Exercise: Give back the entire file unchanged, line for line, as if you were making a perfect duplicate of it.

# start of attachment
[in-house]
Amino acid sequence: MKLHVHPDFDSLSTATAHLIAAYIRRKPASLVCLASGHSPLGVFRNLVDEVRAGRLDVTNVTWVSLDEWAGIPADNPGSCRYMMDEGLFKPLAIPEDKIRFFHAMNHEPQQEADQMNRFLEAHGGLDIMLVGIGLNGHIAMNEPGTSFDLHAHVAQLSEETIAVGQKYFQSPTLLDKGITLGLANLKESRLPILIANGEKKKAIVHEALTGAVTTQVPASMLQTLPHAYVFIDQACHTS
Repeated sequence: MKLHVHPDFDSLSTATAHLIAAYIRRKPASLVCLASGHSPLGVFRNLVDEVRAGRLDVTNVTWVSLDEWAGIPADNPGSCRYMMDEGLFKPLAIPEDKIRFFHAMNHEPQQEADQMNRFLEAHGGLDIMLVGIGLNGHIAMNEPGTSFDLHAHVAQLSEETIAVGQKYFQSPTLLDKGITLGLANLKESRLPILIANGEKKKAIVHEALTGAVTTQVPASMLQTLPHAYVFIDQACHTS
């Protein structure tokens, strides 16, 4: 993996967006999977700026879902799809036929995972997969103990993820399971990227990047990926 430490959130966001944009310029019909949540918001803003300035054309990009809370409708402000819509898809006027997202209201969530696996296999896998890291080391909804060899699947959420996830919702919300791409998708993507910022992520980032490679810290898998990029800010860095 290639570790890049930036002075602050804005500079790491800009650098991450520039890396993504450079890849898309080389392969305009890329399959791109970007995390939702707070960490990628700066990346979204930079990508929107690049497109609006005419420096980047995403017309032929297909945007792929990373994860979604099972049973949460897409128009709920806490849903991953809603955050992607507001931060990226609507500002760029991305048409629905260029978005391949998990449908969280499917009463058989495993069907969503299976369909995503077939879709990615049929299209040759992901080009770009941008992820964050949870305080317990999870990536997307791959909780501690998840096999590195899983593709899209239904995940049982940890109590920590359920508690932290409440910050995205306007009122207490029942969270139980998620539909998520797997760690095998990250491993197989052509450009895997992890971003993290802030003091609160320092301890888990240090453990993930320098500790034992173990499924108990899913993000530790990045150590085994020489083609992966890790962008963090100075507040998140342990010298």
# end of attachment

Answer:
[in-house]
Amino acid sequence: MKLHVHPDFDSLSTATAHLIAAYIRRKPASLVCLASGHSPLGVFRNLVDEVRAGRLDVTNVTWVSLDEWAGIPADNPGSCRYMMDEGLFKPLAIPEDKIRFFHAMNHEPQQEADQMNRFLEAHGGLDIMLVGIGLNGHIAMNEPGTSFDLHAHVAQLSEETIAVGQKYFQSPTLLDKGITLGLANLKESRLPILIANGEKKKAIVHEALTGAVTTQVPASMLQTLPHAYVFIDQACHTS
Repeated sequence: MKLHVHPDFDSLSTATAHLIAAYIRRKPASLVCLASGHSPLGVFRNLVDEVRAGRLDVTNVTWVSLDEWAGIPADNPGSCRYMMDEGLFKPLAIPEDKIRFFHAMNHEPQQEADQMNRFLEAHGGLDIMLVGIGLNGHIAMNEPGTSFDLHAHVAQLSEETIAVGQKYFQSPTLLDKGITLGLANLKESRLPILIANGEKKKAIVHEALTGAVTTQVPASMLQTLPHAYVFIDQACHTS
């Protein structure tokens, strides 16, 4: 993996967006999977700026879902799809036929995972997969103990993820399971990227990047990926 430490959130966001944009310029019909949540918001803003300035054309990009809370409708402000819509898809006027997202209201969530696996296999896998890291080391909804060899699947959420996830919702919300791409998708993507910022992520980032490679810290898998990029800010860095 290639570790890049930036002075602050804005500079790491800009650098991450520039890396993504450079890849898309080389392969305009890329399959791109970007995390939702707070960490990628700066990346979204930079990508929107690049497109609006005419420096980047995403017309032929297909945007792929990373994860979604099972049973949460897409128009709920806490849903991953809603955050992607507001931060990226609507500002760029991305048409629905260029978005391949998990449908969280499917009463058989495993069907969503299976369909995503077939879709990615049929299209040759992901080009770009941008992820964050949870305080317990999870990536997307791959909780501690998840096999590195899983593709899209239904995940049982940890109590920590359920508690932290409440910050995205306007009122207490029942969270139980998620539909998520797997760690095998990250491993197989052509450009895997992890971003993290802030003091609160320092301890888990240090453990993930320098500790034992173990499924108990899913993000530790990045150590085994020489083609992966890790962008963090100075507040998140342990010298």